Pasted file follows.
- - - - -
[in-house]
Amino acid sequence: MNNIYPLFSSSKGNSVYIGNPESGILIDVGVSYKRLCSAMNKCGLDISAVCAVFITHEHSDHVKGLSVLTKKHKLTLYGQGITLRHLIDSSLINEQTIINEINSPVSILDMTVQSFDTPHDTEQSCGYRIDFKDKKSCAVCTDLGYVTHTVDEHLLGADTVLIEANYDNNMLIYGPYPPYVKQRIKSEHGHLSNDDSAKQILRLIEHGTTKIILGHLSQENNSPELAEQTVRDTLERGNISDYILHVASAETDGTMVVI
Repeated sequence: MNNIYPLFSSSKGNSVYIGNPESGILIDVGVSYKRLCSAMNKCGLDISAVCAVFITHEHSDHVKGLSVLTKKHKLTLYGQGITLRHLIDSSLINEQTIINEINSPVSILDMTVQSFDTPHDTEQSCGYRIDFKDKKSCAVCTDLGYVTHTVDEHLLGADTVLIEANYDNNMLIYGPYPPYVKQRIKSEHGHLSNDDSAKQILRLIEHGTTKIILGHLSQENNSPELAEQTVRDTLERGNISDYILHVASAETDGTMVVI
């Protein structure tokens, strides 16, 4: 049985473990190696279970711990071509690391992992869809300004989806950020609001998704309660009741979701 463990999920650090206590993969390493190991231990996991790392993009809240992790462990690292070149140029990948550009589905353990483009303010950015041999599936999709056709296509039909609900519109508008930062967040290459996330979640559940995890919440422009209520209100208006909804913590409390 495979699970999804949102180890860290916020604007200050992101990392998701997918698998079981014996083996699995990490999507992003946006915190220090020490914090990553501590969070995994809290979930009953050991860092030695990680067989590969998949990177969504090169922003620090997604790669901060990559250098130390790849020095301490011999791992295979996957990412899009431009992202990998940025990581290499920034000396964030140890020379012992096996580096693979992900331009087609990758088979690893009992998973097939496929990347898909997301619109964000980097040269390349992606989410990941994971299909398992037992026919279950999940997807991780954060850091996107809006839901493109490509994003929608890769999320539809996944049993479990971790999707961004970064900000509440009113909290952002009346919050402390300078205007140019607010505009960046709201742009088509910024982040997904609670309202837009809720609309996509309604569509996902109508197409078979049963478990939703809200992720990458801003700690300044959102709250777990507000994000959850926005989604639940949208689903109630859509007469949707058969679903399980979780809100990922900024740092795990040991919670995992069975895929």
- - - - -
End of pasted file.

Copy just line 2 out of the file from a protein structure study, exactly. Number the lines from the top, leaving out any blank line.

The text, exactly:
Amino acid sequence: MNNIYPLFSSSKGNSVYIGNPESGILIDVGVSYKRLCSAMNKCGLDISAVCAVFITHEHSDHVKGLSVLTKKHKLTLYGQGITLRHLIDSSLINEQTIINEINSPVSILDMTVQSFDTPHDTEQSCGYRIDFKDKKSCAVCTDLGYVTHTVDEHLLGADTVLIEANYDNNMLIYGPYPPYVKQRIKSEHGHLSNDDSAKQILRLIEHGTTKIILGHLSQENNSPELAEQTVRDTLERGNISDYILHVASAETDGTMVVI